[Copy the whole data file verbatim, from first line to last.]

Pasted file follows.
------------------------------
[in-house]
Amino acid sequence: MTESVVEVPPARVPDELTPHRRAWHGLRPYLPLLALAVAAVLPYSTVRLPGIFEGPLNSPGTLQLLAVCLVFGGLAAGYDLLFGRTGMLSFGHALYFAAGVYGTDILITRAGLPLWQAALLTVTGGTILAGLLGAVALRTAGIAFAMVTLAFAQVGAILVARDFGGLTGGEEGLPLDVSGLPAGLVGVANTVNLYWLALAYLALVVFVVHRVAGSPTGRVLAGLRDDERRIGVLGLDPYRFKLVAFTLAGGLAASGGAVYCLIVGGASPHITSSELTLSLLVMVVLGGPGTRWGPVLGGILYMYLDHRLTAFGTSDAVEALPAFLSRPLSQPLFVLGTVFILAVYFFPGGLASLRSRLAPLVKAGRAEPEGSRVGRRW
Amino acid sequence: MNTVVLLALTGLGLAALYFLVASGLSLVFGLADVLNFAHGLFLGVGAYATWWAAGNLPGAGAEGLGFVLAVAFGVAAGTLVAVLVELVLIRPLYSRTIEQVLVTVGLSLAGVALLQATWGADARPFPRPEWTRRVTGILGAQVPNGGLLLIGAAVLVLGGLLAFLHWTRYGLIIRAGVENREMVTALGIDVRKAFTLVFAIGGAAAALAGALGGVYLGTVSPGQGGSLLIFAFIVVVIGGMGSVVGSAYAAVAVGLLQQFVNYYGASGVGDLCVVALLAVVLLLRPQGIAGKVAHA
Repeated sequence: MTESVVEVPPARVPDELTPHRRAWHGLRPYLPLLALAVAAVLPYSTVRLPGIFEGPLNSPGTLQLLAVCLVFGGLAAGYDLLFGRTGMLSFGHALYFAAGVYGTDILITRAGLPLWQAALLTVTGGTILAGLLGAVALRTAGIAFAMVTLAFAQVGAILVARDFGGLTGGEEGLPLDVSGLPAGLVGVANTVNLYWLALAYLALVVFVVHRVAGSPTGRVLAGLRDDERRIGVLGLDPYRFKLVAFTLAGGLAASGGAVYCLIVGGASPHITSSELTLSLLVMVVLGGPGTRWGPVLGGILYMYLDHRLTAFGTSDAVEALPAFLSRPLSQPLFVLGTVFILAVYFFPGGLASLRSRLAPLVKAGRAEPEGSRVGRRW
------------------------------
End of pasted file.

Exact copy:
[in-house]
Amino acid sequence: MTESVVEVPPARVPDELTPHRRAWHGLRPYLPLLALAVAAVLPYSTVRLPGIFEGPLNSPGTLQLLAVCLVFGGLAAGYDLLFGRTGMLSFGHALYFAAGVYGTDILITRAGLPLWQAALLTVTGGTILAGLLGAVALRTAGIAFAMVTLAFAQVGAILVARDFGGLTGGEEGLPLDVSGLPAGLVGVANTVNLYWLALAYLALVVFVVHRVAGSPTGRVLAGLRDDERRIGVLGLDPYRFKLVAFTLAGGLAASGGAVYCLIVGGASPHITSSELTLSLLVMVVLGGPGTRWGPVLGGILYMYLDHRLTAFGTSDAVEALPAFLSRPLSQPLFVLGTVFILAVYFFPGGLASLRSRLAPLVKAGRAEPEGSRVGRRW
Amino acid sequence: MNTVVLLALTGLGLAALYFLVASGLSLVFGLADVLNFAHGLFLGVGAYATWWAAGNLPGAGAEGLGFVLAVAFGVAAGTLVAVLVELVLIRPLYSRTIEQVLVTVGLSLAGVALLQATWGADARPFPRPEWTRRVTGILGAQVPNGGLLLIGAAVLVLGGLLAFLHWTRYGLIIRAGVENREMVTALGIDVRKAFTLVFAIGGAAAALAGALGGVYLGTVSPGQGGSLLIFAFIVVVIGGMGSVVGSAYAAVAVGLLQQFVNYYGASGVGDLCVVALLAVVLLLRPQGIAGKVAHA
Repeated sequence: MTESVVEVPPARVPDELTPHRRAWHGLRPYLPLLALAVAAVLPYSTVRLPGIFEGPLNSPGTLQLLAVCLVFGGLAAGYDLLFGRTGMLSFGHALYFAAGVYGTDILITRAGLPLWQAALLTVTGGTILAGLLGAVALRTAGIAFAMVTLAFAQVGAILVARDFGGLTGGEEGLPLDVSGLPAGLVGVANTVNLYWLALAYLALVVFVVHRVAGSPTGRVLAGLRDDERRIGVLGLDPYRFKLVAFTLAGGLAASGGAVYCLIVGGASPHITSSELTLSLLVMVVLGGPGTRWGPVLGGILYMYLDHRLTAFGTSDAVEALPAFLSRPLSQPLFVLGTVFILAVYFFPGGLASLRSRLAPLVKAGRAEPEGSRVGRRW